Donne’s work was the inspiration for someone I had last read a generation ago. The great twentieth century mystic, Thomas Merton, used the same wording in the first line to entitle a book of his own. Writing in ‘No Man Is an Island’ he remarked: “The real reason why so few men believe in God is that they have ceased to believe that even a God can love them.” I found myself mentally applauding, followed by cursing myself for believing it. A friend drew another of his works: ‘New Seeds of Contemplation’ to my attention. It’s a Catholic blockbuster, written when everyone’s motivations were being questioned in the aftermath of WW2. In sixteen essays, Merton addresses those in search of enduring values, fulfilment, and salvation in inspiring and compassionate prose; a theme which pursues almost all of us. Merton’s own autobiography ‘The Seven Storey Mountain’ tells of the growing restlessness of a brilliant, passionate young man whose search for faith and peace leads him, at only twenty-six years old, to take vows in one of the most demanding Catholic orders – the Trappist monks. And yet, the more he struggles to withdraw from the world, the more he finds himself immersed in it, with its patchwork of imperfections and irritatingly frequent crossings-out.

Having had flu for the past week – it does seem to take longer these days – I found myself almost Trappist-like, disengaged from the world, the drawbridge of my mind pulled up, no sallying forth for a time into the wide, wild hurly-burly. I used the opportunity to revisit Rav Cohen’s classes at Harvard on Judaism and Christianity as well as other inquiries which, had I been well, I would have dismissed as being too time-consuming or nothing more than irrelevant busyness. And yet, actually stepping away into a degree of solitude had the effect of leading me towards engagement with people and things, instead of the reverse which looked as if it might have been a much more probable outcome.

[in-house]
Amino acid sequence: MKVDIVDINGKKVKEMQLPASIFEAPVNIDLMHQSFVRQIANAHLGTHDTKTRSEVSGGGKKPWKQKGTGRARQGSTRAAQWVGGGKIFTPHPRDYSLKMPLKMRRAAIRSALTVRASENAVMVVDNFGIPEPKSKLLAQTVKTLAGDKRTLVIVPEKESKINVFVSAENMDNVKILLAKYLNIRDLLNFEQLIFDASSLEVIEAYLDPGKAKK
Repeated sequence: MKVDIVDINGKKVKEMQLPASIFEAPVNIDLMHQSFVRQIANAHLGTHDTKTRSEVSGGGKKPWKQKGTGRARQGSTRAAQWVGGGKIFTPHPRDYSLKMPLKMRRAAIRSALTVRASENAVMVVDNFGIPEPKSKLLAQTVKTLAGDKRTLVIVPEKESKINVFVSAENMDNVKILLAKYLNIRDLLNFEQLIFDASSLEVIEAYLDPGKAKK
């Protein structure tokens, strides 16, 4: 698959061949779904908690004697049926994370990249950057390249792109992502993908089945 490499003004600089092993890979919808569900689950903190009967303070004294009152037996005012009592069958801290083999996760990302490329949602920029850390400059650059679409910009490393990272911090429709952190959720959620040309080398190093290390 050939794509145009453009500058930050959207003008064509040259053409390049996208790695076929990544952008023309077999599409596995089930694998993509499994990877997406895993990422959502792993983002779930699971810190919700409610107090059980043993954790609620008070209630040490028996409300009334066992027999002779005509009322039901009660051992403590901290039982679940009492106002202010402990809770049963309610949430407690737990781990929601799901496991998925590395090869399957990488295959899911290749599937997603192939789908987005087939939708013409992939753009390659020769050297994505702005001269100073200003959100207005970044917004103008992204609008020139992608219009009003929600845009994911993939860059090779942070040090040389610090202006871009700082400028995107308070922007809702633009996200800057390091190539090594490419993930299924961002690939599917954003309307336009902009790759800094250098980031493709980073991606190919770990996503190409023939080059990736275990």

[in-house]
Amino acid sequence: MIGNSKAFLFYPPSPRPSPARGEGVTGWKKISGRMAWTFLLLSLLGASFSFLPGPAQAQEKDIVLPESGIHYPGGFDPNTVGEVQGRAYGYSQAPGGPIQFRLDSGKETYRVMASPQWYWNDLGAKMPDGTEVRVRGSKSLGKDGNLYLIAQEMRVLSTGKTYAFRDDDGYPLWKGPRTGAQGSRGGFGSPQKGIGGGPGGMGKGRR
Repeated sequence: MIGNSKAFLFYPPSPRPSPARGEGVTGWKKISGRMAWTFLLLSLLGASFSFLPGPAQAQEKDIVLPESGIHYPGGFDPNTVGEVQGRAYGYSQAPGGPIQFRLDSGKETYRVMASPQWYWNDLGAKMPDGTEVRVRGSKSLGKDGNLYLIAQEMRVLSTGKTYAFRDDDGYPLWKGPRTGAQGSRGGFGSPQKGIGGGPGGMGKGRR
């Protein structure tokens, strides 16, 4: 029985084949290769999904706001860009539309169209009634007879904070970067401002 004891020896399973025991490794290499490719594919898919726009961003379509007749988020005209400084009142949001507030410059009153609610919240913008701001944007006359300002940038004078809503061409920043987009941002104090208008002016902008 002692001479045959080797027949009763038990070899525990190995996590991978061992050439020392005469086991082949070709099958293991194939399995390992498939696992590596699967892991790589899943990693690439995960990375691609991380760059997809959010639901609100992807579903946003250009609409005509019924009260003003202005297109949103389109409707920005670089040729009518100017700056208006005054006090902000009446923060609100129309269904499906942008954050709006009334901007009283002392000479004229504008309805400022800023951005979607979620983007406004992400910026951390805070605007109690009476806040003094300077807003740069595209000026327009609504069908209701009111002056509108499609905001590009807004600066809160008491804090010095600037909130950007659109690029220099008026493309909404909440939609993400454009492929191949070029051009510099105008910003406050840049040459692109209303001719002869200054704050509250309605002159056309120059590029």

Being almost a professional, if frequently reluctant, spectator, it’s often all too easy to watch, then criticise. Theodore Roosevelt wrote “It is not the critic who counts; not the man who points out how the strong man stumbles, or where the doer of deeds could have done them better. The credit belongs to the man who is actually in the arena, whose face is marred by dust and sweat and blood; who strives valiantly; who at best knows in the end the triumph of high achievement, and who at worst, if he fails, at least fails while daring greatly.”

We – or rather I – must learn to engage, emotionally and spiritually with the grime of my surroundings, jaggedly imperfect and flawed as they are, trying, even when I might fail, attempting even when the outcome is uncertain. As Merton wrote “A man who fails well is greater than one who succeeds badly.”